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The cutleaf hazelnut [Corylus avellana L. f. heterophylla (Loud.) Rehder] is an ornamental form with strongly dissected leaf morphology. Its stigmas express incompatibility allele S20 but none of the other 25 S-alleles was detected with fluorescence microscopy. Three seedlings from a cross of the cutleaf hazelnut and VR6-28 lacked S20 and were investigated further. Each expressed an allele from the parent VR6-28 (S2 S26), S26 in OSU 562.031 and OSU 562.048 and S2 in OSU 562.049. S2 and S26 are low in the dominance hierarchy, so we expected the new allele from the cutleaf hazelnut to be expressed in their pollen. Unexpectedly, fluorescence microscopy showed that pollen of all three selections was compatible on their cutleaf parent and on each other, and furthermore, self-pollinations showed the excellent germination and long parallel tubes in the styles that are typical of a compatible pollination. Controlled self- and cross-pollinations in the field verified the self-compatibility of two selections. Cluster set for self-pollinations was very high (75-90%) and within the range observed for compatible cross-pollinations. Furthermore, the frequency of blank nuts was low (<10%). The second allele in the cutleaf hazelnut is designated S28, and its presence in seedlings of `Cutleaf' is indicated by the absence of S20. Controlled pollinations in the field also showed that selection OSU 562.069 (S2 S28) from the cross `Cutleaf' × `Redleaf #3' was self-compatible. Fluorescence microscopy showed that two additional seedlings were self-incompatible [OSU 367.052 (S1 S28) and OSU 367.076 (S6 S28)] while a third [OSU 706.071 (S9 S28)] was self-compatible. Self-compatibility may be limited to genotypes that combine S28 with a second allele that is low in the dominance hierarchy.

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The cutleaf hazelnut [Corylus avellana L. f. heterophylla (Loud.) Rehder] is grown as an ornamental for its distinct leaf shape. Its leaves are slightly smaller, more deeply lobed, and more sharply toothed than those of standard hazelnut cultivars. When the cutleaf hazelnut was crossed with cultivars with normal leaves, all seedlings had normal leaves. When seedlings were backcrossed to their cutleaf parent, half of the seedlings expressed the cutleaf trait, and when crossed with each other in pairs, 25% of the seedlings were cutleaf. These segregation ratios indicate that the cutleaf trait is conferred by a single recessive gene for which the symbol cf is proposed. Progenies segregating simultaneously for leaf shape and color indicate that the cutleaf locus is independent of the locus controlling red leaf color and of the locus controlling a chlorophyll deficiency, which appears to be identical to that previously observed in seedlings of `Barcelona'.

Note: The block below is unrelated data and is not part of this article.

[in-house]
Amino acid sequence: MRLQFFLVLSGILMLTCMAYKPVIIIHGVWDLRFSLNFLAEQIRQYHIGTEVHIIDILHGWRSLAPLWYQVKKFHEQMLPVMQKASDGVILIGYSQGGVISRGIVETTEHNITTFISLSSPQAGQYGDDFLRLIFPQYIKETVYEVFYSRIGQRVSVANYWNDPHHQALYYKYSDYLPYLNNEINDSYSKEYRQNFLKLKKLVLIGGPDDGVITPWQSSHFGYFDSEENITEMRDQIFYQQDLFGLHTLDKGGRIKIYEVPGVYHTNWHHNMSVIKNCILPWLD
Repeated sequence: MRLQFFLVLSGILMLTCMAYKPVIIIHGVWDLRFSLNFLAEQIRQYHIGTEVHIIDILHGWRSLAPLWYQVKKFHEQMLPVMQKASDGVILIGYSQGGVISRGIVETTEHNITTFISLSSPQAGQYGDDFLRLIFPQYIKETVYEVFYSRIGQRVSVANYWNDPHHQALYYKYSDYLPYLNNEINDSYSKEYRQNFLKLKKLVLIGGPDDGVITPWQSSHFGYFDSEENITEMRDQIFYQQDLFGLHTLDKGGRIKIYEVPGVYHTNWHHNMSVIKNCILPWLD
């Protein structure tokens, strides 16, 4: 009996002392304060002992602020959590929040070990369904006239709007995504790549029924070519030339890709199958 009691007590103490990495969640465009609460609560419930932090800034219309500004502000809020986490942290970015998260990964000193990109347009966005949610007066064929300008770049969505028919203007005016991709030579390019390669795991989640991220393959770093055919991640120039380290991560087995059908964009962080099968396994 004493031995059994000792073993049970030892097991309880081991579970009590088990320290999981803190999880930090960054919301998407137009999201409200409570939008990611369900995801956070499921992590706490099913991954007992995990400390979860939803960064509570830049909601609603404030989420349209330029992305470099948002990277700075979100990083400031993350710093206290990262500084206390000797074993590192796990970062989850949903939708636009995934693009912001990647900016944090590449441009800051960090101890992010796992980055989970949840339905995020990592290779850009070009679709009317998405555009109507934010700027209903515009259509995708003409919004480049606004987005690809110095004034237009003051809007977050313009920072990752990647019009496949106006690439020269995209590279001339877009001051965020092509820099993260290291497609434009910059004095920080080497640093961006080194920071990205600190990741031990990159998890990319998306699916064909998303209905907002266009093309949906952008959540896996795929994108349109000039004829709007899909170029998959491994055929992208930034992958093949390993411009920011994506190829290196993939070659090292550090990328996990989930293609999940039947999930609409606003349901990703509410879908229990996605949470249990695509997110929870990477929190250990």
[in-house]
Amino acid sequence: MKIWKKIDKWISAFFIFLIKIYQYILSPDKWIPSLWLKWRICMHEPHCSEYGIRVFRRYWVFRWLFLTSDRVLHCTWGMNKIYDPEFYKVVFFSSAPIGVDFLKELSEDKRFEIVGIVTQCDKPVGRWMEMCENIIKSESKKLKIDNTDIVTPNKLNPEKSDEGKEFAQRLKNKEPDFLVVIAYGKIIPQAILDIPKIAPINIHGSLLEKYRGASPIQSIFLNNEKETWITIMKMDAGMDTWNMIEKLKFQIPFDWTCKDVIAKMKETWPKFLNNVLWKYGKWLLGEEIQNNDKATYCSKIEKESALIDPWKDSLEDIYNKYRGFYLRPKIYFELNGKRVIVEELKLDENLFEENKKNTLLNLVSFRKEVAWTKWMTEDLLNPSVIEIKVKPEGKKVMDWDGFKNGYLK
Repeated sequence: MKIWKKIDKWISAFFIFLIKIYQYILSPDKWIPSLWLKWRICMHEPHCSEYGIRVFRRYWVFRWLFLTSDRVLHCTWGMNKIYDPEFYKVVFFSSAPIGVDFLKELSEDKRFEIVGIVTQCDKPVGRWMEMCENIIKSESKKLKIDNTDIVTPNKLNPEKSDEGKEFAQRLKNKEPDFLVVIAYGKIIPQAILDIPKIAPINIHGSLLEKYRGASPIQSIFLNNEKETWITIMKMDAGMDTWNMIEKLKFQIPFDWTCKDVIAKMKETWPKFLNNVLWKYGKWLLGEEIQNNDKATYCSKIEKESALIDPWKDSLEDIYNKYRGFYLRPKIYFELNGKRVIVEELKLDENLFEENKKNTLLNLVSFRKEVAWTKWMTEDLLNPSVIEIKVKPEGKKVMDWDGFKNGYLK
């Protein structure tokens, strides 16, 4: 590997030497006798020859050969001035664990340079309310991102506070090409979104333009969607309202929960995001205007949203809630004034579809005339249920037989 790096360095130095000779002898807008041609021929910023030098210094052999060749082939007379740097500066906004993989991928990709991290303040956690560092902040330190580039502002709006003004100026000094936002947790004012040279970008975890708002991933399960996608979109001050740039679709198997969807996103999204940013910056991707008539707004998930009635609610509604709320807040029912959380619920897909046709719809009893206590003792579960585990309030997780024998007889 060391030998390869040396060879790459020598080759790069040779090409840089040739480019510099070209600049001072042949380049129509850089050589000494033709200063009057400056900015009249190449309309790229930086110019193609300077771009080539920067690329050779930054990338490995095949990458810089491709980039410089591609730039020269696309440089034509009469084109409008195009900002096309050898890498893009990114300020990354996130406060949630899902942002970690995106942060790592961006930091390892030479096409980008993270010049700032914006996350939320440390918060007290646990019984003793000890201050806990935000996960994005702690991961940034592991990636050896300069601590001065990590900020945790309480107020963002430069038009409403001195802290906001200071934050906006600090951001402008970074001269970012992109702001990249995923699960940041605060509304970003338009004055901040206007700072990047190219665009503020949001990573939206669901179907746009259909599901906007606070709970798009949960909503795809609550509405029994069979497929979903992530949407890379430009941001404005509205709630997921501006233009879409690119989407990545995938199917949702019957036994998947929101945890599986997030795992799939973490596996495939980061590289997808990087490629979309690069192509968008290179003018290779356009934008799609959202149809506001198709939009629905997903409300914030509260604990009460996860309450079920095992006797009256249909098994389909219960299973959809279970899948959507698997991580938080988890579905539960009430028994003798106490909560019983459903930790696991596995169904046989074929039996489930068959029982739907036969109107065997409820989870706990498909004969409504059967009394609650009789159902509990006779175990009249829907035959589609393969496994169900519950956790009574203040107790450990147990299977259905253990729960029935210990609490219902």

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U.S. hazelnut production, concentrated in Oregon, is threatened by eastern filbert blight and all currently grown cultivars are susceptible. Resistant cultivars offer the best control method. Field screening for resistance takes 2 years for symptom expression. The goal of this study was to develop a rapid and reliable screen; to confirm that resistance in `Gasaway' is conferred by a single dominant gene: and to investigate inheritance in seedlings of the resistant cultivar `Gem'. Nine controlled crosses made in 1987 and 1988 were screened in the greenhouse in 1992 and 1993. Three trees of each genotype were inoculated and scored for presence or absence of the fungus using either stained tissue sections or ELISA within 6 to 12 months. Progenies of `Vancouver Resistant' parents (resistant progeny of `Gasaway') segregated 1 resistant: 1 susceptible and from resistant × resistant parents segregated 3 resistant:1 susceptible in agreement with the single gene hypothesis. Seedlings of `Gem' were all susceptible.